"Few women can attract women, Ena. You are one of them. You deserve the O.B.E. for it."

"But it is a most difficult and often dangerous undertaking," she declared; "and, after all, the O.B.E. has been given for less."

By the least lapse of the tongue or a too eager appearance to scrape up an acquaintanceship would, Ena knew, alienate Mrs. Morrison for ever. The widow's reverence for her departed husband was the saving clause. She had professed deep sympathy, and in the delightful fiction she had told about her own life and "dear Peter," her late husband, she had attracted Augusta as one of the few women who were womanly.

Who was it said that modern love starts in Heaven and ends in the Sunday newspaper? Ena's philosophy was always amusing. She scoffed at love, at life, at beauty, at everything. Indeed, on that very day as she walked with Mrs. Morrison she had caused her to laugh heartily by referring to some woman friend of hers who lived at Surbiton as "one of those women who shine with virtue and the cheapest sort of complexion soap."

Ena Pollen had a caustic tongue as far as her own sex was concerned, yet she could assume such a suave, sweet manner towards women as entirely to disarm them.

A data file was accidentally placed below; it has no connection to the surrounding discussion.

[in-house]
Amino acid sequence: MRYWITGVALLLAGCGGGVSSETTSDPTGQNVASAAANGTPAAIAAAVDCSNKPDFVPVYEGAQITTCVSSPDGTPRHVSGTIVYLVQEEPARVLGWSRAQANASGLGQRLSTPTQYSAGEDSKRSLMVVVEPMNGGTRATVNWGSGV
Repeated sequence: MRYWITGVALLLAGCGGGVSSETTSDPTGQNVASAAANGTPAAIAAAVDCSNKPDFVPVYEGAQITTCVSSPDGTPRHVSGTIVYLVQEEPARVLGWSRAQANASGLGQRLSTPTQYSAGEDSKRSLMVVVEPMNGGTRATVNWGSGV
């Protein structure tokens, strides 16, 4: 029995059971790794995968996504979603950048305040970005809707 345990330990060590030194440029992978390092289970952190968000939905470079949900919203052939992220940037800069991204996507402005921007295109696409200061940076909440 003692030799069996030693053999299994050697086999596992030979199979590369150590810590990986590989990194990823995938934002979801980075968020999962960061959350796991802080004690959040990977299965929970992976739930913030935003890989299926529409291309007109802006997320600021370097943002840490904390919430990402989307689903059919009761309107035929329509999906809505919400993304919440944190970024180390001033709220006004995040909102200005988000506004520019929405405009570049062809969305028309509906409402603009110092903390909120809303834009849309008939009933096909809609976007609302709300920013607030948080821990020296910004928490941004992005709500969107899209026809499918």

It was so in Mrs. Morrison's case. As the warm, delightful days went on, they were inseparable, exchanging intimate details of their own careers, and fast becoming firm friends.

The arrival of the steamer from Balloch each afternoon was the chief excitement, and by it visitors to the hotel came and left.

One afternoon the steamer brought a short, round-faced little man, very well-dressed, whose speech showed that he came from Glasgow. He had a suit-case with him, and took the one room which happened to be disengaged, giving the name of John Greig. He was an alert-looking business man, probably a Glasgow merchant out for a few days' relaxation from the eternal bustle of Sauchiehall Street.